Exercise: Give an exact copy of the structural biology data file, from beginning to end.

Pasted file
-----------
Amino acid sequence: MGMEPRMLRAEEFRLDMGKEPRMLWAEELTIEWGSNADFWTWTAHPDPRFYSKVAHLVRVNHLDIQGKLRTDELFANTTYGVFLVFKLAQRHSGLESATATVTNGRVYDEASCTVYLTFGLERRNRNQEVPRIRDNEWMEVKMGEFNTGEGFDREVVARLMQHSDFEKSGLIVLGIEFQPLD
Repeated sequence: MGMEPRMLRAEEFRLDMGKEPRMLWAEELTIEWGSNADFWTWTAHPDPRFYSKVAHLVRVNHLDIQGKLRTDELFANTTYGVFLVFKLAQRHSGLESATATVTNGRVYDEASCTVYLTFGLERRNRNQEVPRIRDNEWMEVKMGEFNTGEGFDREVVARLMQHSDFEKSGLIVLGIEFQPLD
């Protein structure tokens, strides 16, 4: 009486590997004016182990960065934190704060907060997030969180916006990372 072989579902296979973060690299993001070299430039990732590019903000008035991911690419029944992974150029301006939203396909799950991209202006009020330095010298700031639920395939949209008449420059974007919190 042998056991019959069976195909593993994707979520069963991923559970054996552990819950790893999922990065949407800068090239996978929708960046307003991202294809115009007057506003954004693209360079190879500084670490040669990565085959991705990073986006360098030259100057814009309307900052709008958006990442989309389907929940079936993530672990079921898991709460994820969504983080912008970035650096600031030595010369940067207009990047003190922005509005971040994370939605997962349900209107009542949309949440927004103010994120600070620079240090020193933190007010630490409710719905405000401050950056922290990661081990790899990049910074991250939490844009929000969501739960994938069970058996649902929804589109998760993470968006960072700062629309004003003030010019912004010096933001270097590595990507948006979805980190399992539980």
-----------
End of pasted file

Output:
Amino acid sequence: MGMEPRMLRAEEFRLDMGKEPRMLWAEELTIEWGSNADFWTWTAHPDPRFYSKVAHLVRVNHLDIQGKLRTDELFANTTYGVFLVFKLAQRHSGLESATATVTNGRVYDEASCTVYLTFGLERRNRNQEVPRIRDNEWMEVKMGEFNTGEGFDREVVARLMQHSDFEKSGLIVLGIEFQPLD
Repeated sequence: MGMEPRMLRAEEFRLDMGKEPRMLWAEELTIEWGSNADFWTWTAHPDPRFYSKVAHLVRVNHLDIQGKLRTDELFANTTYGVFLVFKLAQRHSGLESATATVTNGRVYDEASCTVYLTFGLERRNRNQEVPRIRDNEWMEVKMGEFNTGEGFDREVVARLMQHSDFEKSGLIVLGIEFQPLD
């Protein structure tokens, strides 16, 4: 009486590997004016182990960065934190704060907060997030969180916006990372 072989579902296979973060690299993001070299430039990732590019903000008035991911690419029944992974150029301006939203396909799950991209202006009020330095010298700031639920395939949209008449420059974007919190 042998056991019959069976195909593993994707979520069963991923559970054996552990819950790893999922990065949407800068090239996978929708960046307003991202294809115009007057506003954004693209360079190879500084670490040669990565085959991705990073986006360098030259100057814009309307900052709008958006990442989309389907929940079936993530672990079921898991709460994820969504983080912008970035650096600031030595010369940067207009990047003190922005509005971040994370939605997962349900209107009542949309949440927004103010994120600070620079240090020193933190007010630490409710719905405000401050950056922290990661081990790899990049910074991250939490844009929000969501739960994938069970058996649902929804589109998760993470968006960072700062629309004003003030010019912004010096933001270097590595990507948006979805980190399992539980």